We used meta-analysis to estimate the overall effect size of the association between religiosity and CRT scores. We focus specifically on the CRT as it is the most common measure across these studies and was the measure that Finley et al. employed. For the studies that used more than one religiosity measure, we chose the measure that was most closely related to religious belief (e.g., God, supernatural agents, faith). This is because the theoretical association between analytic thinking and religiosity pertains specifically to supernatural beliefs and not necessarily religious participation or practice . Finally, three studies used an “intuitive scoring” approach for the CRT (see Table 6) in which performance was scored according to the number of intuitive (modal) responses instead of the number of correct responses. Given the strong correlation between the outcomes of these scoring techniques (e.g., r = -.85 in ), we simply reversed the sign of the correlation in the meta-analysis for the three relevant cases.
We converted r scores into Fisher’s z-scores to estimate uncertainty in effect sizes, and back-transformed Fisher’s z-scores to r scores for interpretation . We conducted a random effects meta-analysis using Comprehensive Meta-Analysis version 3.3.070 [40, 41] and examined the data for publication bias using a funnel plot and Egger’s regression test for funnel plot asymmetry .
Fig 3 shows a forest plot for the meta-analysis. The analysis indicates that there is a negative association between CRT score and religious belief, r = -.183 (95% CI [-.208, -.157], N = 15,078, k = 31). It is noteworthy that this overall effect size is the same as was reported in the very first study on the topic by Shenhav, Rand, and Greene . Nonetheless, there was significant heterogeneity among the studies (Q = 64.16, p < .001, I2 = 53.24%), which indicates that the precise magnitude of the overall effect size should be interpreted with some degree of caution. This may (at least partially) be the result of the large differences in religiosity measures along with the restricted range of CRT scores in some of the studies (as discussed above).
Interestingly, a subgroup analysis of the 7 studies in which the religiosity measure was administered prior to the CRT (including Finley et al.’s belief first condition, see Table 6) produced a significant overall effect, r = -.174 (95% CI [-.227, -.120], N = 6,612, k = 7). The same was true for the 17 studies in which the CRT was administered first, r = -.183 (95% CI [-.216, -.150], N = 6,971, k = 17), and the 7 studies in which religiosity was measured in a separate session, r = -.228 (95% CI [-.290, -.163], N = 1,331, k = 7). Given the small number of studies in these subgroup analyses, the precise magnitude of the correlations should not be considered reliable nor should the small differences between them be strongly interpreted. The purpose of these subgroup analyses is to demonstrate that the negative association between CRT performance and religious belief is far more robust than implied by Finley et al. This may be because the majority of studies that measured religiosity in the same session as the CRT (regardless of order, excepting Finley et al.) included additional seemingly unrelated intervening measures, thereby masking the goal of the study.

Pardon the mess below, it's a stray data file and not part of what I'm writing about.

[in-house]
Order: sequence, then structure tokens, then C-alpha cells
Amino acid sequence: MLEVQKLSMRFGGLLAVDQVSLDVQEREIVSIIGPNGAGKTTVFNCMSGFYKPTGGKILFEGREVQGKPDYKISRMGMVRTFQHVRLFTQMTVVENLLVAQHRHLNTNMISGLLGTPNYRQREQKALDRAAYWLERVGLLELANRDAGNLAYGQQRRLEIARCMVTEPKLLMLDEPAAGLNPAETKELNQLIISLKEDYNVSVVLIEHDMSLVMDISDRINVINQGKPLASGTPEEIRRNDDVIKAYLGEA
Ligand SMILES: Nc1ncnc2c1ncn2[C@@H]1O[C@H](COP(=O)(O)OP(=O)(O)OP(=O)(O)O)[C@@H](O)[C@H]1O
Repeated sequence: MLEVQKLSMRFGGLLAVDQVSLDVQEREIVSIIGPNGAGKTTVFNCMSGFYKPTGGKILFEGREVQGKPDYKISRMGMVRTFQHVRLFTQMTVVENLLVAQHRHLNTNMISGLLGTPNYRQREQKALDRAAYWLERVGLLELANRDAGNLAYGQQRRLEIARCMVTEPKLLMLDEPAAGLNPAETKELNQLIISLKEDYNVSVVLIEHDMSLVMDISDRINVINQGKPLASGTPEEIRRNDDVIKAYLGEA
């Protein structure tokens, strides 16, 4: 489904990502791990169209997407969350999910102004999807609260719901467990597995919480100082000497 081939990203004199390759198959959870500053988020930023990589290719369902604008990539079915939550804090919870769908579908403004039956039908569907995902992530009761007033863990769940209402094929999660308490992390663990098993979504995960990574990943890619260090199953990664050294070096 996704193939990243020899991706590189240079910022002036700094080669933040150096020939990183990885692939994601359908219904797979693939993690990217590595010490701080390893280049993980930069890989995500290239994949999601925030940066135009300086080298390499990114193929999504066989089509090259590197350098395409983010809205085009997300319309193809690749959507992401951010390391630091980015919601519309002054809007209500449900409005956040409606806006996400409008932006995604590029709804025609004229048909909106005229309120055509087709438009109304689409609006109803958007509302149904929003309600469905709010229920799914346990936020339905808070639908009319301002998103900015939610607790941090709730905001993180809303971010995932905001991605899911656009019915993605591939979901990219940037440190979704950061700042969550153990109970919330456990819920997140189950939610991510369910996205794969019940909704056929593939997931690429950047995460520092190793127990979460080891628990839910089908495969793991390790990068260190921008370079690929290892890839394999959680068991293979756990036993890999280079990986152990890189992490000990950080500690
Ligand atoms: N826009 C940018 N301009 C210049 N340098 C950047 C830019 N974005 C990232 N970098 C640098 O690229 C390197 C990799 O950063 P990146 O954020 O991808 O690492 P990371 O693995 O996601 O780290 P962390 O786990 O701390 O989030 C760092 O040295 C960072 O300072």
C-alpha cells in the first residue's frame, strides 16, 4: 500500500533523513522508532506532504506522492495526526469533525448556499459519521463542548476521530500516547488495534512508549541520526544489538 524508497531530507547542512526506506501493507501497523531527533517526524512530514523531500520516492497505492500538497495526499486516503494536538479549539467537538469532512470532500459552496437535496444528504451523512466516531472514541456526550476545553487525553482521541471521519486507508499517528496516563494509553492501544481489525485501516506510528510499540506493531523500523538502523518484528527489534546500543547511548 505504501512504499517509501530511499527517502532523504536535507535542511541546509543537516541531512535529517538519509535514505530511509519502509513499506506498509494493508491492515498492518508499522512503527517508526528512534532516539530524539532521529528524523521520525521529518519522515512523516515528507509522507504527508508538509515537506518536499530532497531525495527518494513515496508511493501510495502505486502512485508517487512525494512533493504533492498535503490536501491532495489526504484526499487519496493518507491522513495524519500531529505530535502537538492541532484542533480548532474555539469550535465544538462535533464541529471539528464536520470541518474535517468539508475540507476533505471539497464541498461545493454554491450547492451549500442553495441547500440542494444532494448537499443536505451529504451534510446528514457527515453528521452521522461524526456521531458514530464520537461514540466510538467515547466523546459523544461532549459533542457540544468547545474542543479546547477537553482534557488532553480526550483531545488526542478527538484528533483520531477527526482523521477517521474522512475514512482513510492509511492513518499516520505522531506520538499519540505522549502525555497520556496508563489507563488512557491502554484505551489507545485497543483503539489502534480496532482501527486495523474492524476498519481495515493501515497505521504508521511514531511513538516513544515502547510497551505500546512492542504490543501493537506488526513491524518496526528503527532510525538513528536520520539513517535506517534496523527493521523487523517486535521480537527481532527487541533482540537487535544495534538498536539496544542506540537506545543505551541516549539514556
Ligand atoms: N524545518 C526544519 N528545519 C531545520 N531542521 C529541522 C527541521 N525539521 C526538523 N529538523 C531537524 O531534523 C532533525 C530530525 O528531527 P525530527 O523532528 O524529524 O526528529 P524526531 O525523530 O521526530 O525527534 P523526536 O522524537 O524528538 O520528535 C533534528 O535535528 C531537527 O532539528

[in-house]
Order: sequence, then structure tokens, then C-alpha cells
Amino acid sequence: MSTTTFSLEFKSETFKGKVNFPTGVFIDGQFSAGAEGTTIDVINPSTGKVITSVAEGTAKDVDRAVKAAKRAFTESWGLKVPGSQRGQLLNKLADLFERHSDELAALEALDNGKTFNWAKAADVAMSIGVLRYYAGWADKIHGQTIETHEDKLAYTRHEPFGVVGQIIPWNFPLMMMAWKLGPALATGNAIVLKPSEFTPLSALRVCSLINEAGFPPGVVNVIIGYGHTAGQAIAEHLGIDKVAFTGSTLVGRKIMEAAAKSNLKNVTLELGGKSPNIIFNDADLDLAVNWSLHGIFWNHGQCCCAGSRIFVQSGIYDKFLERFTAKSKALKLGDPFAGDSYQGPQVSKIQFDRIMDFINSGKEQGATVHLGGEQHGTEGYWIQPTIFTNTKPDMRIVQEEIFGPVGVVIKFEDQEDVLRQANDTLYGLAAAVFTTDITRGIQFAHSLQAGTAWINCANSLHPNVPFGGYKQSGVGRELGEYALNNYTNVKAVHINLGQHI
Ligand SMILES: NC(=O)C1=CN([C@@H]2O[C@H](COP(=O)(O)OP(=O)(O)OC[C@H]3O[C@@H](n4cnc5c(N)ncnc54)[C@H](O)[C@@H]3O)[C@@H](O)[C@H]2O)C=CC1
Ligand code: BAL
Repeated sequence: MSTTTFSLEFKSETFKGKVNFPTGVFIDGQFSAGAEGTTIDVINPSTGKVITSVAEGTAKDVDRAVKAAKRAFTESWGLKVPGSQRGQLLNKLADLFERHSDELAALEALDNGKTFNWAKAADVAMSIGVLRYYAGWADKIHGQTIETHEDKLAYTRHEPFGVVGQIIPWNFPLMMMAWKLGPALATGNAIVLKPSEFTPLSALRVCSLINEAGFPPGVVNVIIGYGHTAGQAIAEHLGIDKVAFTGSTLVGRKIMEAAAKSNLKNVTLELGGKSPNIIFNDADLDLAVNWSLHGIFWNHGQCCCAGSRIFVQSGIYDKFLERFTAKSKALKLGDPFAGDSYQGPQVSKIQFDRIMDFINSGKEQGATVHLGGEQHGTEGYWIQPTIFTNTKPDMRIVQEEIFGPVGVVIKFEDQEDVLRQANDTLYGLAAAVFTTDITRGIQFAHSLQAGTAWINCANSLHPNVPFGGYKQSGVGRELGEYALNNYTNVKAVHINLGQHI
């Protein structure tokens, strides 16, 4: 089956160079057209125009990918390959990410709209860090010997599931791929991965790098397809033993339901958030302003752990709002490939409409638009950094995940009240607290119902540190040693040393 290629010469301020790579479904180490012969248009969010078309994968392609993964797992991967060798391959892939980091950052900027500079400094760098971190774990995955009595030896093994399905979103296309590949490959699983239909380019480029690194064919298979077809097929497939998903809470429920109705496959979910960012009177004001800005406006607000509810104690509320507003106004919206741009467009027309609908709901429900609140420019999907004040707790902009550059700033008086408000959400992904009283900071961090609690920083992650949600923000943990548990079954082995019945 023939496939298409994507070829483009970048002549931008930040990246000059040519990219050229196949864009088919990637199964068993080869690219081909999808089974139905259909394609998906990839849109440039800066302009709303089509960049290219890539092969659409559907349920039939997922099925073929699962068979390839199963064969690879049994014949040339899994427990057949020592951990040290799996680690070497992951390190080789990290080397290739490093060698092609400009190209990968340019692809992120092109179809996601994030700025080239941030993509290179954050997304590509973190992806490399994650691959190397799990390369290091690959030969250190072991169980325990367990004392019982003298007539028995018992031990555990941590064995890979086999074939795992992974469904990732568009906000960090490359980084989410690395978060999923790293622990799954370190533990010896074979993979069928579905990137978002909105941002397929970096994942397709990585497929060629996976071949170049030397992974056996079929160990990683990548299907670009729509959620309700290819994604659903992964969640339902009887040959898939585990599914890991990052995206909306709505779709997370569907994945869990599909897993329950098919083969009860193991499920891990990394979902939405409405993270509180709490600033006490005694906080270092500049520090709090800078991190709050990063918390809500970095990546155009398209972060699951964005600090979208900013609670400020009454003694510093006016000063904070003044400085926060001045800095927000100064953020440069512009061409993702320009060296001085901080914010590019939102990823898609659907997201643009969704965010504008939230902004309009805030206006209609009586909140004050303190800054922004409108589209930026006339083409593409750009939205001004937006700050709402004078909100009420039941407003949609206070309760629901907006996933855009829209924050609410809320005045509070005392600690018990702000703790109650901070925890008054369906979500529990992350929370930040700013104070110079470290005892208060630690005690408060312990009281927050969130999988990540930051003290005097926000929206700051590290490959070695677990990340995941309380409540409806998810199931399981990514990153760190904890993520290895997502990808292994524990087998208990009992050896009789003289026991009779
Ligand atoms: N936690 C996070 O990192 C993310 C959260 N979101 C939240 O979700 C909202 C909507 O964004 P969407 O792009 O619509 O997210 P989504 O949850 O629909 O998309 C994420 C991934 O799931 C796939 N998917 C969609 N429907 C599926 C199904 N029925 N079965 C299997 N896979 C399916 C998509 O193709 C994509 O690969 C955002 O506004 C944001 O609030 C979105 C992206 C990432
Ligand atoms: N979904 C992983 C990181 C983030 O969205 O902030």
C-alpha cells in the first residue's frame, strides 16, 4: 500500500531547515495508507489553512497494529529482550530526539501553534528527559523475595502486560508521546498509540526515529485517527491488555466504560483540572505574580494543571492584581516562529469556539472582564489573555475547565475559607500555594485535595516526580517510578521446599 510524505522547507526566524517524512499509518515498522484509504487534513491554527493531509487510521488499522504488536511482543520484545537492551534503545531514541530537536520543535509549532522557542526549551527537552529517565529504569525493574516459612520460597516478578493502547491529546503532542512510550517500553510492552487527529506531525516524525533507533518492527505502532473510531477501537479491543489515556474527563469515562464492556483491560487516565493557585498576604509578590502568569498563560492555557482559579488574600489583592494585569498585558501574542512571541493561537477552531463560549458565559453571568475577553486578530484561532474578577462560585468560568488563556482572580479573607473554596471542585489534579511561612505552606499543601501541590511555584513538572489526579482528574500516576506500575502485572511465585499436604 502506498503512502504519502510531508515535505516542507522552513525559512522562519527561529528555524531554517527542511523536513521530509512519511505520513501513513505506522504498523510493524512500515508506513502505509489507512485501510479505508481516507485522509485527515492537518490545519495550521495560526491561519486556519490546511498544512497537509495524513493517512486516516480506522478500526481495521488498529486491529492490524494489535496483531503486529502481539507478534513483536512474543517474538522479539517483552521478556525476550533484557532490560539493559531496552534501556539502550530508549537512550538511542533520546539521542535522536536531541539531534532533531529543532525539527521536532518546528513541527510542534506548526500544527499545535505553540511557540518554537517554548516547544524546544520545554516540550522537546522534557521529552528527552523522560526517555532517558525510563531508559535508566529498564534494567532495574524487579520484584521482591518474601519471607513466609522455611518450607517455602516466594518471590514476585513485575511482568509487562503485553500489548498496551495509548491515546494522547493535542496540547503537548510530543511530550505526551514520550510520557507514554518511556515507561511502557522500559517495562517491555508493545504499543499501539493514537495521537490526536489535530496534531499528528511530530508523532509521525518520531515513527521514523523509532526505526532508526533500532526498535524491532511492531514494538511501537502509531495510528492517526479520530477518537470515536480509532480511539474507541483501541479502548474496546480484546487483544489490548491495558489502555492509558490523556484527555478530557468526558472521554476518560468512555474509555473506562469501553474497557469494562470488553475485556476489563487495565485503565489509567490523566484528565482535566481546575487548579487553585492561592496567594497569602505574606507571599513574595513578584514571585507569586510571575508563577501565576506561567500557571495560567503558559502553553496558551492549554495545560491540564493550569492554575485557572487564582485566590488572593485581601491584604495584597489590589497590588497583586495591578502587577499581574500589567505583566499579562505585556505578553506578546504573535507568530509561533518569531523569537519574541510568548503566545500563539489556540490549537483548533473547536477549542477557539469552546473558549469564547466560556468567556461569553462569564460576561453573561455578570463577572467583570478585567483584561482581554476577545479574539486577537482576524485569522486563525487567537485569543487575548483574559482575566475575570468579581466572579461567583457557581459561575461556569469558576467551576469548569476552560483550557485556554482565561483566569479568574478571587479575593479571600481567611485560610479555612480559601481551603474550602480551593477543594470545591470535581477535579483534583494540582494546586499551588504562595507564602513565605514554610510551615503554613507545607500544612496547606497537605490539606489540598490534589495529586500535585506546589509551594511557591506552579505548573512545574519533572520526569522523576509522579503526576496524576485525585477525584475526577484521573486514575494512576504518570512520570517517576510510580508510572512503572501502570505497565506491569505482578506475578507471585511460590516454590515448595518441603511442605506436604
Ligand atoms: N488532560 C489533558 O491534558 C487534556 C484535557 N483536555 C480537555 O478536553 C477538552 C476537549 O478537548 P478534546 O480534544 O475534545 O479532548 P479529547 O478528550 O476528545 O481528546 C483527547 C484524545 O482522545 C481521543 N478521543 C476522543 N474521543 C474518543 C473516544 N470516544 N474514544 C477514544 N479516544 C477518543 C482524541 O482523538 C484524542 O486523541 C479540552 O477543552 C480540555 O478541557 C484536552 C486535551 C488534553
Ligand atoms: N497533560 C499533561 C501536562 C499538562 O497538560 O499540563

Since our meta-analysis focused on published data (along with one Master’s thesis), it is possible that the overall effect size is inflated by publication bias. Since the correlation between CRT performance and religiosity is negative, publication bias should emerge as a gap in the bottom right region of a funnel plot (see Fig 4). Visual inspection reveals that the funnel plot for this meta-analysis is relatively symmetric. Consistent with this, Egger’s regression test for funnel plot asymmetry was not statistically significant (t = 0.74, SE = 0.61, p = .234), indicating little evidence for publication bias in this collection of studies.
A negative association between analytic thinking and religious belief has been reported in several studies . We replicated this association in four studies, totaling over 1,000 participants. Crucially, this association was evident despite the fact that religiosity and analytic thinking were measured in separate sessions. These results contradict Finley et al.’s  hypothesis that the association between religiosity and analytic thinking requires participants to be put in an analytic mindset when reporting their religiosity. In each of these four studies, our religious belief scale was administered in a mass testing survey along with a variety of scales (presented in a random order for each participant; see S1 Text). Analytic thinking was also predictive of categorical theism and religious affiliation variables (administered in mass testing and pre-screen surveys, respectively).